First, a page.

Ron “Stray Dog” Hall
The RIDM documentary fest ends this weekend. We saw two of the films closing up the festival:
Debra Granik, director of the acclaimed drama Winter’s Bone, turns to documentary with this portrait of Ronnie Hall. A grizzled biker and Vietnam vet, Hall had a bit part in Winter’s Bone and lives in the same milieu of impoverished Midwestern redneck America that film portrayed so starkly. The doc looks through a softer lens, with Hall coming across as a gentle giant whose imposing appearance belies a kind heart as he devotes his time to helping other veterans and families of fallen soldiers.
The film paints a bleak picture of the lower rungs of the USA’s class system, and its members’ well-documented state of chronic denial. Again and again we hear people parroting the same clichés justifying the American military misadventures overseas; we also witness Hall, who’s unemployed and lives in a trailer, disapprovingly describe others as “white trash” with no apparent irony or self-consciousness. In perhaps the film’s most bitterly ironic moment, after Hall’s Mexican wife brings her two teenage sons to live with them, one of their neighbours blithely tells the boys he’s sure they must be happy to have escaped to this land of opportunity — as they stand in a dilapidated, remote and isolated trailer park in winter.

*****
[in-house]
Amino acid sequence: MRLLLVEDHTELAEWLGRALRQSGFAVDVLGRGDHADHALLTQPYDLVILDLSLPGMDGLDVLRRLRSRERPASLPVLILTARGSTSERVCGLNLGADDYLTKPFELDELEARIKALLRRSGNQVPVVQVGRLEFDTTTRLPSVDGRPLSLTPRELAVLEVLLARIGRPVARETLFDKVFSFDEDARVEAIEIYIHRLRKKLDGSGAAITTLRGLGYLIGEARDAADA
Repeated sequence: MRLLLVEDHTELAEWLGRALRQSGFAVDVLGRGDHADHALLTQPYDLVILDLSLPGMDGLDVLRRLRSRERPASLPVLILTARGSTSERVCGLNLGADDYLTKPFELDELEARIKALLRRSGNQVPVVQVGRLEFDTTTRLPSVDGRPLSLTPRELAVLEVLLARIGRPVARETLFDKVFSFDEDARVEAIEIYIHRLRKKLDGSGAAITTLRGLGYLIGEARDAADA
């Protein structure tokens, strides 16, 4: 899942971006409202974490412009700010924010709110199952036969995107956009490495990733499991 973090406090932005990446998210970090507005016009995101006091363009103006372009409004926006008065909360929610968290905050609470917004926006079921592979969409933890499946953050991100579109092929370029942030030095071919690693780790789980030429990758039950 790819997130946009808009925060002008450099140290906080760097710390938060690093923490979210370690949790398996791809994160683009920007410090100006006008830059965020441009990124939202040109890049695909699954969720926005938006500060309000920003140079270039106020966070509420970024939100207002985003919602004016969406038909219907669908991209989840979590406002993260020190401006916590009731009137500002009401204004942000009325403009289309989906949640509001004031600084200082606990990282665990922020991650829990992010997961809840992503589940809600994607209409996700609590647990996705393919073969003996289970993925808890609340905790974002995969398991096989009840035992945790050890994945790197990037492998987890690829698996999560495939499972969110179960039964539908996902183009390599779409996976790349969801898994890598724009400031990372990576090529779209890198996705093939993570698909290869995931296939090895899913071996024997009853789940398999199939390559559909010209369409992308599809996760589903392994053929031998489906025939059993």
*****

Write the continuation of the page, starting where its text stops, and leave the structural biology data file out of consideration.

Hall is sympathetic enough as a character to make the doc less than completely depressing, but as a film it’s not narratively strong enough; it meanders along and then just abruptly ends. Like earlier RIDM standout The Overnighters, it mainly functions as a damning document of the American Dream’s decline. (Malcolm Fraser)
Stray Dog screens at Cinema du Parc (3575 Parc) tonight, Saturday, Nov. 22, 9:15 p.m., $11.50/$9.50 students/seniors
The Kingdom of Dreams and Madness
Japanese filmmaker Mami Sunada profiles beloved animator Hayao Miyazaki and his Studio Ghibli as the director strives to complete his latest (and supposedly final) film, The Wind Rises. Miyazaki’s approach is resolutely old-school; he draws his frames by hand and times them with a stopwatch. It’s also highly idiosyncratic; he draws storyboards in place of a script, works so slowly that production begins before he’s finished writing, and claims not to analyze or even understand the meaning of his own films. But strange as his methods may be, they’ve worked well for him so far, and the film shows how a thriving and lucrative business has blossomed from this artistic imagination.
The title is a little bit misleading — there isn’t a whole lot of madness going on here, though The Kingdom of Dreams and Gentle Eccentricity wouldn’t have been as catchy a title. Sunada tries her best to draw out the dark side of her subject, touching on his traumatic wartime childhood, his demands on his staff and his complicated relationship with mentor-turned-rival Isao Takahata. But the white-bearded 72-year-old seems to prefer the persona of a Zen sage, dispensing bits of stoic wisdom and whimsical observations rather than going deep into his issues.
Lacking any kind of substantial drama, the film probably could have shaved a little off its two-hour running time. But for fans of Miyazaki, animation or Japanese culture in general, it’s still a definite must-see. (Malcolm Fraser)
The Kingdom of Dreams and Madness screens at Excentris (3536 St-Laurent) tomorrow, Sunday, Nov. 23, 9 p.m., $11.50/$9.50 students/seniors